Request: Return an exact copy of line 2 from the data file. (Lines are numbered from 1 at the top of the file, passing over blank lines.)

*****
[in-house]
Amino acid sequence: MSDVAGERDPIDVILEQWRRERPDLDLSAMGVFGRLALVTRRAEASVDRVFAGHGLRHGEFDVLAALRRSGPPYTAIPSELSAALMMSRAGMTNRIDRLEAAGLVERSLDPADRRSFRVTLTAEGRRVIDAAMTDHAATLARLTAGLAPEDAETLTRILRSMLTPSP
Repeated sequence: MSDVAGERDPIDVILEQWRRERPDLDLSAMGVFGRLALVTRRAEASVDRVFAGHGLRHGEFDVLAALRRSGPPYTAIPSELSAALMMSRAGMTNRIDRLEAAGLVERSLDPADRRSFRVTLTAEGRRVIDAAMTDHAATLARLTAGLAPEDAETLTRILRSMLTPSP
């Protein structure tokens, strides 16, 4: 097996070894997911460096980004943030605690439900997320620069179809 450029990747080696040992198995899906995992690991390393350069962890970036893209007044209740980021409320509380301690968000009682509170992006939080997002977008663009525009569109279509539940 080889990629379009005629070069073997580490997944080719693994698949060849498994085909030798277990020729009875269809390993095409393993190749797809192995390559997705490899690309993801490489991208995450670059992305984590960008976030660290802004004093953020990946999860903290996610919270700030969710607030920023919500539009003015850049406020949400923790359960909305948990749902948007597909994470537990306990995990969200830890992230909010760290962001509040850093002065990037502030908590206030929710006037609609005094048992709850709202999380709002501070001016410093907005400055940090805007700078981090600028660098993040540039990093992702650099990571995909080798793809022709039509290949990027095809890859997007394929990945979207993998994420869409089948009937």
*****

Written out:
Amino acid sequence: MSDVAGERDPIDVILEQWRRERPDLDLSAMGVFGRLALVTRRAEASVDRVFAGHGLRHGEFDVLAALRRSGPPYTAIPSELSAALMMSRAGMTNRIDRLEAAGLVERSLDPADRRSFRVTLTAEGRRVIDAAMTDHAATLARLTAGLAPEDAETLTRILRSMLTPSP